Everyone feels shamed or ashamed sometimes. No one wants to talk about it though! So we don’t really know what these feelings mean and what we can do about them. I have been studying shame for over two decades now, working with people’s shame as a social worker for over 15 years, and researching shame as an academic for over a decade. In this article, I will detail what shame is, what feeling shamed and ashamed means, and what you can do about them to feel better and become a more confident and better person.
Shame is a painful feeling that there is something inherently wrong with you. Feeling shamed comes from someone else making you feel this, while feeling ashamed comes from something you have done, said, thought, or felt, which makes you feel there is something wrong with you. Both, feeling shamed and ashamed, relates to how you think and feel about yourself AND how you think and feel about your relationships. Shame is not only that you feel inadequate, bad, and wrong, but that you feel these things in relation to others. Feeling shame can erode your self-esteem and sense of worthiness. To be able to turn shame from a toxic experience into an opportunity for personal development we need self-awareness and emotional honesty, social acceptance and support, and healthy boundaries and a commitment to growth.
What shame is
Shame is a painful emotional experience. I say an emotional experience, rather than an emotion, because it is a complex experience that includes your own bodily sensations, your thoughts about yourself and others, how you see yourself in the moment, your thoughts and feelings about your past experiences of shame, your ideas about your social position, your ideas about how others see you in that moment, your ideas about how others will see you in the future, your ideas about how you want to be seen now and in the future, your ideas about how you believe you should be perceived by others now and in the future, and so on.
Shame is the experience of the whole range of these complex thoughts, feelings, and actions all coming together at the same time to feel that there is something wrong with you at that moment.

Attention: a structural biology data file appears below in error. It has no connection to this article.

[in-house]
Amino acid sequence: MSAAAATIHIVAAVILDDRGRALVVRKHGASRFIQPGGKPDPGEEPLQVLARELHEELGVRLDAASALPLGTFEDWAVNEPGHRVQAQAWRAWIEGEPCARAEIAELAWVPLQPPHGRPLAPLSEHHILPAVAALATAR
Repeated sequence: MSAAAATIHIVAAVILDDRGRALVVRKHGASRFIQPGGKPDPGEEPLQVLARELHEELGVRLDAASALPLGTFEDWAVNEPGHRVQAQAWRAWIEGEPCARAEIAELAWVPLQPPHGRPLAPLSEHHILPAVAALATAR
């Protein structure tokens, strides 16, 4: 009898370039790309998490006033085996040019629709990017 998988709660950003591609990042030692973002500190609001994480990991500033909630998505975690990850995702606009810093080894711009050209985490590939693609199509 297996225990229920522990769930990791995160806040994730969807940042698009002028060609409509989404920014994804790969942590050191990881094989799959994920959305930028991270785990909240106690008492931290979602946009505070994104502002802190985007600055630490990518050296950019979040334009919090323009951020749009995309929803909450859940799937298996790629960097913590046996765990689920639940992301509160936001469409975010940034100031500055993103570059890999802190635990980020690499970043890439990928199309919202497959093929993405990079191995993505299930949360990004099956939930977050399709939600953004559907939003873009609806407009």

When we feel ashamed we are focused on something that we have said, done, thought, or felt that has brought all of these things together to make us feel like there is something wrong with who we are. Other people may be involved but the main focus is on how stupid, foolish, and pathetic we feel because of something about ourselves.
When we feel shamed we are focused on something that someone else has said or done that has made us feel inadequate. We may feel, in that moment, that there is something wrong with us, but it stems from the interaction with another person.
Both feeling shamed and feeling ashamed stem from the first main component of shame: Exposure.
Exposure and shame
We are not feeling shame all the time - thankfully! So to feel shame, either through being shamed or feeling ashamed, is to expose a flaw in who we are.
This exposure can be unexpected, in that we hadn’t realised until just that moment that we do, in fact, have a fundamental flaw.
But it can also be an exposure of an underlying fundamental belief about the self. If we have experienced trauma, abuse, neglect, or other significant events that left us with a sense of inadequacy or unworthiness then that belief can be exposed in almost any situation.
Shame is most painful when we believe that that exposure of inadequacy and/or inferiority is valid and that we deserve to be looked down on and treated as less than human.
This leads us to the second component of the experience of shame: Rejection.
Rejection and shame
Rejection is not the same as shame but it is linked.
Rejection is a painful emotional experience of being excluded by a person or a group of other people.
Shame can feel even worse when it is accompanied by rejection.
Feeling shamed is often accompanied by a feeling of rejection because we feel the other person treats us badly because there is something wrong with us.
Feeling ashamed can be accompanied by a feeling of rejection because we believe there is a reason that others should or would reject us.
There are few experiences as painful as feeling that we are flawed and that other people don’t want us because of that flaw.
Which leads us to a third component of shame; the two types of shame: Healthy shame and toxic shame.
There is debate in the literature about whether shame can be healthy or not.
It is undeniable though that shame plays a big role in our own evaluation of all aspects of ourselves. It is possible, and indeed there is research to support the idea, that we can use that evaluation to develop, grow and improve as a person.
You have probably experienced this yourself. We have all felt shame and we have all done things to try and not feel like that again. One of the ways of avoiding shame is to improve on our flaws and weaknesses so that they do not induce shame when exposed.